“I sit in this chair twice in the Champions League and knock out Manchester United at home at Old Trafford. I sit in this chair with Porto and Real Madrid with Manchester United out, so I don’t think it is something new for the club.”
These are not the words that any fan would want to hear in the immediate aftermath of being knocked out of Europe’s premier club competition. And so, there is little wonder that United fans are upset with their manager Jose Mourinho’s remarks that claim that a European exit is “nothing new” for the club.
One can try and understand what Mourinho was trying to say, but it is clear that he got the phrasing horribly wrong.
Mourinho has an inflated ego, and he tends to take everything personally. But it is this characteristic that all his success has been founded on. And it is precisely this quality that United were hankering after, following three years of mediocrity under David Moyes and Louis Van Gaal.
So when Mourinho here refused to accept responsibility for the defeat against Sevilla and the Round of 16 exit for Manchester United, instead highlighting not just the dire straits that the club has been in Europe in recent years but also touching on the under achievements of the past, that too should be expected – even if distasteful.
But the question more critical than Mourinho’s choice of words is whether or not he still is the man to take United where they want to be.
Before answering that, the club needs to first ask itself where exactly do they want to be in the near future, which more often than not means the very next season – if not the same season.
Even though United finished sixth in the league, the Europa League win last year coupled with the League Cup – and the Community Shield, which Mourinho definitely likes to count – meant that last year was still considered progress, since the club did manage to qualify for the Champions League as well.
At the start of this season, winning the league and a deep run in Europe was the target. United, just like all other clubs in the Premier League barring one, have been out of the title race since December, with Manchester City romping home with the title.
United have, however, established themselves in second after beating Liverpool over the weekend. They are still in the FA Cup as well, which is their only chance of silverware this season.
So would winning the FA Cup and finishing second in the league, be progress from last year, considering that United lost in the Round of 16 of the Champions League?
What about a trophy-less season and a second-placed finish? How about no silverware and a third or fourth-placed finish?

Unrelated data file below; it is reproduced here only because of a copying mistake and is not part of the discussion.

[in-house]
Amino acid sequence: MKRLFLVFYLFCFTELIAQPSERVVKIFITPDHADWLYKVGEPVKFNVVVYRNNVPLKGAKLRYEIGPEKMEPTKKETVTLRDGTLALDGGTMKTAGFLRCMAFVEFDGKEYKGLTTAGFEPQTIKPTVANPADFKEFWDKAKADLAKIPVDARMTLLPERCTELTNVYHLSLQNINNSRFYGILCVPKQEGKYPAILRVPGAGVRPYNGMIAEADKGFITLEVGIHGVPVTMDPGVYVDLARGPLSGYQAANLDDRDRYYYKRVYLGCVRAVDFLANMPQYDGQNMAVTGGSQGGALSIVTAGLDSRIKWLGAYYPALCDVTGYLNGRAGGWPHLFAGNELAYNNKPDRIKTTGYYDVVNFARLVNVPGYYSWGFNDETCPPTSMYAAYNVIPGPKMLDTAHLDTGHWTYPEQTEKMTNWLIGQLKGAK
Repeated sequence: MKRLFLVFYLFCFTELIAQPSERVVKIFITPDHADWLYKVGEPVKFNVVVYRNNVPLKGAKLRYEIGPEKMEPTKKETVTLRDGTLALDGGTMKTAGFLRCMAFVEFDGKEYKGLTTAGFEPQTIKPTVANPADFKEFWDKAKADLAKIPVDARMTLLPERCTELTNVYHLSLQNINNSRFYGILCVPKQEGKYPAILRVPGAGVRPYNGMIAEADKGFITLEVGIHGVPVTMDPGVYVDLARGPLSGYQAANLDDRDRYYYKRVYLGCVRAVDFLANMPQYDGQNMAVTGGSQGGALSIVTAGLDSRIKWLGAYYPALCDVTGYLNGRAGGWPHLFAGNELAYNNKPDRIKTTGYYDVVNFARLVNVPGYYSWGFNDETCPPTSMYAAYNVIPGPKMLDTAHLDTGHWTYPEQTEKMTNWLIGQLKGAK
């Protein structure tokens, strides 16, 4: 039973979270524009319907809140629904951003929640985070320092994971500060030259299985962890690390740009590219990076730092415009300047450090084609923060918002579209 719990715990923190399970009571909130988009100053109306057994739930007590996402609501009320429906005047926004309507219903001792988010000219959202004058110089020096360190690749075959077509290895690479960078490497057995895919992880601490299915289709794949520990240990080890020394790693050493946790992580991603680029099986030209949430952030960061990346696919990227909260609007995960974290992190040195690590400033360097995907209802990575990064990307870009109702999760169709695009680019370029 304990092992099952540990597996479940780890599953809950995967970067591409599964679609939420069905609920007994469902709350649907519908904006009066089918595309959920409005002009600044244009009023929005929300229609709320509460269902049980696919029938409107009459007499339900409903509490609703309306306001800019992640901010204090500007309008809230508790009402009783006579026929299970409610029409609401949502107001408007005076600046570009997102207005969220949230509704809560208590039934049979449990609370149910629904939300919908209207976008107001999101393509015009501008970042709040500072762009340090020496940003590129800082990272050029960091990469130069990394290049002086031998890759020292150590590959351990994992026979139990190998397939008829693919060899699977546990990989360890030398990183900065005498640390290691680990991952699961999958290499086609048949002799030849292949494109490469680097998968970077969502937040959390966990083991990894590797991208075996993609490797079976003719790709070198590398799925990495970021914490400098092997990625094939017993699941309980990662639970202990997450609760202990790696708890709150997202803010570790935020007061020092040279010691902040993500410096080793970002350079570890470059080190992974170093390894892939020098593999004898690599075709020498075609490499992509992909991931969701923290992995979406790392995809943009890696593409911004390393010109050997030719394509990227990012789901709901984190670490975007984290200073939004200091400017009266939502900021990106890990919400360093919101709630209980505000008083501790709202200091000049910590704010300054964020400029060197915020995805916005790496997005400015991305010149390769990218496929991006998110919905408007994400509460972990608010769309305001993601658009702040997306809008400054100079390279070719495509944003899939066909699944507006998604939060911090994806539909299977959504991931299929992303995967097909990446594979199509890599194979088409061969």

Perhaps an FA Cup win and second-placed finish would be deemed sufficient for things to be further rebuilt next year. And finishing in the top four should be enough to ensure that United would stick with Mourinho next season as well.
But should they?
Mourinho might disagree, but it is not merely the results on the table that result in optimism or pessimism for the coming seasons. Unfortunately, Mourinho’s style of play doesn’t suit the club.
It’s not just because of the defensive approach – which indeed has helped him win silverware all over Europe – or that United have traditionally liked to play with more dynamism and flair, it’s also because the siege mentality, the ‘world against us’ ideology won’t work at United.
Maybe, being result-oriented alone was crucial for United to move forward in the past year or so – which they have – but it wouldn’t get them where they want to be.
For, quite simply, it is hard to imagine Mourinho’s United beating Guardiola’s City, or indeed going deep in Europe next season.
The complete nosedive in Alexis Sanchez’s form, Romelo Lukaku’s on and off season, Anthony Martial and Marcus Rashford not quite being groomed into the world beaters they can be, and the apparent standoff with Paul Pogba shows that Mourinho doesn’t quite know how to get the best out of an impressive bunch of attacking players.
All his results in the league are based on solid defensive displays, a beefed up midfield, and more often than not letting the opposition play ball – a brief summary of last week’s win against Liverpool.
Having said that, it is hard to see Mourinho and United not being together next season. The club is in the middle of its fifth straight season without a league challenge, and the trophies from last year and a potential second-placed finish this year, would be tangible enough progress.
And yet it would be a surprise if Mourinho does manage to deliver the two biggest trophies at United – especially if his longtime rival Guardiola continues to pull the strings at City.